UK’s first sex shop for cancer survivors goes online, selling products and toys that fight chemo side effects

A sex shop designed to help those suffering from the effects of life or healing from cancer has been launched online.

The shop, known as Sex With Cancer, was started by two cancer survivors, Brian Lobel and Joon-Lynn Goh.

Joon-Lynn was treated for breast cancer in 2018, and Brian found out he had testicular cancer at the age of twenty and had been disease-free for 19 years.

READ MORE: No solo men and no shame: The CEO who created sold-out sex parties that put women first

The duo worked with London store Sh! Women’s Emporium, cancer specialists, psychotherapists and designers of sex toys to produce products that aim to provide “the maximum versatility and pleasure possible”.

Cancer Survivors and Co-Owners Joon-Lynn Goh and Brian Lobel

The products were also developed according to the wishes of potential customers, with the design team answering 200 gender questions from cancer patients and survivors.

Sexual aids are designed to help people who have difficulties caused by chemotherapy and radiation therapy, such as exhaustion, weight changes, low libido, erectile dysfunction, vaginal dryness, and increased risk of infection. .

They are also designed to help those with surgical scars or missing body parts and aim to make those who feel unwanted after their ordeal feel more comfortable in the bedroom.

Their product line includes a number of sex toys and aids, including a prostate and perineum massager for men with chronic fatigue, a wand massager suitable for people with chronic pain, a clitoral suction toy offering an alternative to penetrating toys that would otherwise be unpleasant. to use for certain people, and a vibrator that helps people who have lost certain sensations.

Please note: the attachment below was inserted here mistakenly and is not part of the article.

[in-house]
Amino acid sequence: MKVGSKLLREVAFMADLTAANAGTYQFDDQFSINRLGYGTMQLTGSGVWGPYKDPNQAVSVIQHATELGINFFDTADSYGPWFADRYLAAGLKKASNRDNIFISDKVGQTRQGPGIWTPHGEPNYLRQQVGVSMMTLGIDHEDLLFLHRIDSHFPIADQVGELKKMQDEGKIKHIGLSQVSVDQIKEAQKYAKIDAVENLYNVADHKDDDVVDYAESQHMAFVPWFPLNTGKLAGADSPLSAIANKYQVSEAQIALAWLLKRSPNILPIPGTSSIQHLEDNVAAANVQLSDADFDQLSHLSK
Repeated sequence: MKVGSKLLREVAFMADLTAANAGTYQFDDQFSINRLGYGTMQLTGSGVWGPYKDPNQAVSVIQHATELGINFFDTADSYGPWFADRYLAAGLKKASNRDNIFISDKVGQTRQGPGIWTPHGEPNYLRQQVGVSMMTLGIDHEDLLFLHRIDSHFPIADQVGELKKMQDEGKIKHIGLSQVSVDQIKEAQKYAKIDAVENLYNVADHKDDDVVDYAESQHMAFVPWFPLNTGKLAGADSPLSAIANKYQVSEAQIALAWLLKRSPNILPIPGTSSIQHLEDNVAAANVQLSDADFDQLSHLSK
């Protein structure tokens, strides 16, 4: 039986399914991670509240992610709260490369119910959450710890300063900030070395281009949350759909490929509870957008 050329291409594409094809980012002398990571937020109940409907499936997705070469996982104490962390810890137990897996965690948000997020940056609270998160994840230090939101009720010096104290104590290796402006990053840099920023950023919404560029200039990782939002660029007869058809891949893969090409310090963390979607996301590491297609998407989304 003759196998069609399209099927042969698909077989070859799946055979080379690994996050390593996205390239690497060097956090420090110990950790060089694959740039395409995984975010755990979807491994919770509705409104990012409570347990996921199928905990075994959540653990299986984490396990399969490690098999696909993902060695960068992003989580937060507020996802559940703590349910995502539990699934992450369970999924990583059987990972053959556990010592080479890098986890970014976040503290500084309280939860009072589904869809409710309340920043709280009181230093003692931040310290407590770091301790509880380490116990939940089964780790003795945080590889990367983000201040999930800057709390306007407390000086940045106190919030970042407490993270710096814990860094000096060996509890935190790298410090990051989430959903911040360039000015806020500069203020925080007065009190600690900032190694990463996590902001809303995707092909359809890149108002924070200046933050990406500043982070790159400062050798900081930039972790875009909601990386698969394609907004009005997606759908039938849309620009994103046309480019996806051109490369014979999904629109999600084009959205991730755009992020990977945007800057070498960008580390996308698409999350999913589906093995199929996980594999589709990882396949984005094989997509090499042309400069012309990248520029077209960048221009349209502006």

The couple, alongside their team, are setting up a campaign to make people suffering or who have suffered from cancer feel empowered and change the discourse on sex with and after cancer.

Their website says, “There is a dominant national cancer dialogue promoting ‘getting back to normal’ instead of ‘loving a body’s new normal’, and barriers to promoting the use of sex toys. (which are not medically tested and therefore cannot be formally recommended by doctors).

“All of this leads to overly medicalized information, scared patients, nervous doctors, and lots of missed opportunities for good sex and meaningful intimacy – with yourself and others.

“Sex with Cancer aims, shall we say, to lubricate these difficult conversations by centering patients and their admirers, and by drawing on positive professional expertise in matters of sexuality. We believe that information promotes confidence, and confidence is sexy! “

Buy their latest range here.

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